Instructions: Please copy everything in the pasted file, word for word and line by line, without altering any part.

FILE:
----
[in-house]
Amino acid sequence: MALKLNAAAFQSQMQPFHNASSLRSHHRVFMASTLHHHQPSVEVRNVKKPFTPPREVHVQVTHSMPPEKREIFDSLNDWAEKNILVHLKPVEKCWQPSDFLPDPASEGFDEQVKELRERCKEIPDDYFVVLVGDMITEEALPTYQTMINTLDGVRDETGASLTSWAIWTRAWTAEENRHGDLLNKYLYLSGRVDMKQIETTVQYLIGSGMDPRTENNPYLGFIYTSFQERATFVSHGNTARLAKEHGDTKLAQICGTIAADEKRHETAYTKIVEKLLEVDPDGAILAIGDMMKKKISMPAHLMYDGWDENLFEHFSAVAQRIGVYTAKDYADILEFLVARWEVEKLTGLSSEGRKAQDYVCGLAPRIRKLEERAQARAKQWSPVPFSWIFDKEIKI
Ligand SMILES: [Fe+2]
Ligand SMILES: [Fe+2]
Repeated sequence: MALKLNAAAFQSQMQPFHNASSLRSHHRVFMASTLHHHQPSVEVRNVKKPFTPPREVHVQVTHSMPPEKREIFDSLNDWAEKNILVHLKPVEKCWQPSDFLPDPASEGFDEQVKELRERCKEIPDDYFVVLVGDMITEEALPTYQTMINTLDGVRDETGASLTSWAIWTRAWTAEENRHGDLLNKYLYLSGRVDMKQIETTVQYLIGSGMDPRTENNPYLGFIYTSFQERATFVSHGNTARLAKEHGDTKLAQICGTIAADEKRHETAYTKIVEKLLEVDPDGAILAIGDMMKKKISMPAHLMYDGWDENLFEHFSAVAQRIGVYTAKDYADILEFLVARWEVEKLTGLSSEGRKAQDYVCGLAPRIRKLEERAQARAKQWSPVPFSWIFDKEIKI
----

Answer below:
[in-house]
Amino acid sequence: MALKLNAAAFQSQMQPFHNASSLRSHHRVFMASTLHHHQPSVEVRNVKKPFTPPREVHVQVTHSMPPEKREIFDSLNDWAEKNILVHLKPVEKCWQPSDFLPDPASEGFDEQVKELRERCKEIPDDYFVVLVGDMITEEALPTYQTMINTLDGVRDETGASLTSWAIWTRAWTAEENRHGDLLNKYLYLSGRVDMKQIETTVQYLIGSGMDPRTENNPYLGFIYTSFQERATFVSHGNTARLAKEHGDTKLAQICGTIAADEKRHETAYTKIVEKLLEVDPDGAILAIGDMMKKKISMPAHLMYDGWDENLFEHFSAVAQRIGVYTAKDYADILEFLVARWEVEKLTGLSSEGRKAQDYVCGLAPRIRKLEERAQARAKQWSPVPFSWIFDKEIKI
Ligand SMILES: [Fe+2]
Ligand SMILES: [Fe+2]
Repeated sequence: MALKLNAAAFQSQMQPFHNASSLRSHHRVFMASTLHHHQPSVEVRNVKKPFTPPREVHVQVTHSMPPEKREIFDSLNDWAEKNILVHLKPVEKCWQPSDFLPDPASEGFDEQVKELRERCKEIPDDYFVVLVGDMITEEALPTYQTMINTLDGVRDETGASLTSWAIWTRAWTAEENRHGDLLNKYLYLSGRVDMKQIETTVQYLIGSGMDPRTENNPYLGFIYTSFQERATFVSHGNTARLAKEHGDTKLAQICGTIAADEKRHETAYTKIVEKLLEVDPDGAILAIGDMMKKKISMPAHLMYDGWDENLFEHFSAVAQRIGVYTAKDYADILEFLVARWEVEKLTGLSSEGRKAQDYVCGLAPRIRKLEERAQARAKQWSPVPFSWIFDKEIKI